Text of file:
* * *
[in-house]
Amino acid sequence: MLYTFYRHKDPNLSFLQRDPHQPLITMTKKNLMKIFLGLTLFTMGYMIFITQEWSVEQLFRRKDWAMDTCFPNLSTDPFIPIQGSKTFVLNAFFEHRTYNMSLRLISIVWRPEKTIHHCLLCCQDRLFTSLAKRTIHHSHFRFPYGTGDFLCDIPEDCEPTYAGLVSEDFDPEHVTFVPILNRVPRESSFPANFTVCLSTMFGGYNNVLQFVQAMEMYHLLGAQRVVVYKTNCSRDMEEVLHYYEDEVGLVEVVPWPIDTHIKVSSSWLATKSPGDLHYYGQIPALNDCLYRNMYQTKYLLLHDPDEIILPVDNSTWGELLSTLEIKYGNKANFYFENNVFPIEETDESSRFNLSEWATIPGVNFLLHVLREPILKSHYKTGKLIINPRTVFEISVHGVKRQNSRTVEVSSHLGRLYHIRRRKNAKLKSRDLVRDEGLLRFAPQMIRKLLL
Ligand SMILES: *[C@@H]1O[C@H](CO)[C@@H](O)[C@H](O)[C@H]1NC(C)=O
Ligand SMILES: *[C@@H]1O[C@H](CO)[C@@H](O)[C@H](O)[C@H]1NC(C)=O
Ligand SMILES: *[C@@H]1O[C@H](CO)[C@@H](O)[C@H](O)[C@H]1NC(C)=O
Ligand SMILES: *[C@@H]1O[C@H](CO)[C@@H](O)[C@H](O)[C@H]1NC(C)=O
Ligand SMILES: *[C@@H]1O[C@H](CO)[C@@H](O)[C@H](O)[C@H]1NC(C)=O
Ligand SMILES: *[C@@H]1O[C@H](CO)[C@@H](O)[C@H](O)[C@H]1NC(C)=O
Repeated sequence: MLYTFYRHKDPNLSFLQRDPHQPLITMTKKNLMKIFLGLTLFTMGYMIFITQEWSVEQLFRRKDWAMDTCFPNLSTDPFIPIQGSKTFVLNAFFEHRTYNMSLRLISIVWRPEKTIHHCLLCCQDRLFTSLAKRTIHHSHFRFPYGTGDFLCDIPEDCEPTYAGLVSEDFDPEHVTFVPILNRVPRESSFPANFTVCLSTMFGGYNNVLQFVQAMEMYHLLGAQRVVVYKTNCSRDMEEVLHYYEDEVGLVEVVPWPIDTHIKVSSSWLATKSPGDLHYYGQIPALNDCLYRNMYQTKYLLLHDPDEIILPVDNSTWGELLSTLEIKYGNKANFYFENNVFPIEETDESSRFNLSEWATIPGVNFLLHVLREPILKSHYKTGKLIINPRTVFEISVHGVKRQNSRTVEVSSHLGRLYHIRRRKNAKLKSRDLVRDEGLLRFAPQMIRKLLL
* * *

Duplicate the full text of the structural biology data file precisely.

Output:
[in-house]
Amino acid sequence: MLYTFYRHKDPNLSFLQRDPHQPLITMTKKNLMKIFLGLTLFTMGYMIFITQEWSVEQLFRRKDWAMDTCFPNLSTDPFIPIQGSKTFVLNAFFEHRTYNMSLRLISIVWRPEKTIHHCLLCCQDRLFTSLAKRTIHHSHFRFPYGTGDFLCDIPEDCEPTYAGLVSEDFDPEHVTFVPILNRVPRESSFPANFTVCLSTMFGGYNNVLQFVQAMEMYHLLGAQRVVVYKTNCSRDMEEVLHYYEDEVGLVEVVPWPIDTHIKVSSSWLATKSPGDLHYYGQIPALNDCLYRNMYQTKYLLLHDPDEIILPVDNSTWGELLSTLEIKYGNKANFYFENNVFPIEETDESSRFNLSEWATIPGVNFLLHVLREPILKSHYKTGKLIINPRTVFEISVHGVKRQNSRTVEVSSHLGRLYHIRRRKNAKLKSRDLVRDEGLLRFAPQMIRKLLL
Ligand SMILES: *[C@@H]1O[C@H](CO)[C@@H](O)[C@H](O)[C@H]1NC(C)=O
Ligand SMILES: *[C@@H]1O[C@H](CO)[C@@H](O)[C@H](O)[C@H]1NC(C)=O
Ligand SMILES: *[C@@H]1O[C@H](CO)[C@@H](O)[C@H](O)[C@H]1NC(C)=O
Ligand SMILES: *[C@@H]1O[C@H](CO)[C@@H](O)[C@H](O)[C@H]1NC(C)=O
Ligand SMILES: *[C@@H]1O[C@H](CO)[C@@H](O)[C@H](O)[C@H]1NC(C)=O
Ligand SMILES: *[C@@H]1O[C@H](CO)[C@@H](O)[C@H](O)[C@H]1NC(C)=O
Repeated sequence: MLYTFYRHKDPNLSFLQRDPHQPLITMTKKNLMKIFLGLTLFTMGYMIFITQEWSVEQLFRRKDWAMDTCFPNLSTDPFIPIQGSKTFVLNAFFEHRTYNMSLRLISIVWRPEKTIHHCLLCCQDRLFTSLAKRTIHHSHFRFPYGTGDFLCDIPEDCEPTYAGLVSEDFDPEHVTFVPILNRVPRESSFPANFTVCLSTMFGGYNNVLQFVQAMEMYHLLGAQRVVVYKTNCSRDMEEVLHYYEDEVGLVEVVPWPIDTHIKVSSSWLATKSPGDLHYYGQIPALNDCLYRNMYQTKYLLLHDPDEIILPVDNSTWGELLSTLEIKYGNKANFYFENNVFPIEETDESSRFNLSEWATIPGVNFLLHVLREPILKSHYKTGKLIINPRTVFEISVHGVKRQNSRTVEVSSHLGRLYHIRRRKNAKLKSRDLVRDEGLLRFAPQMIRKLLL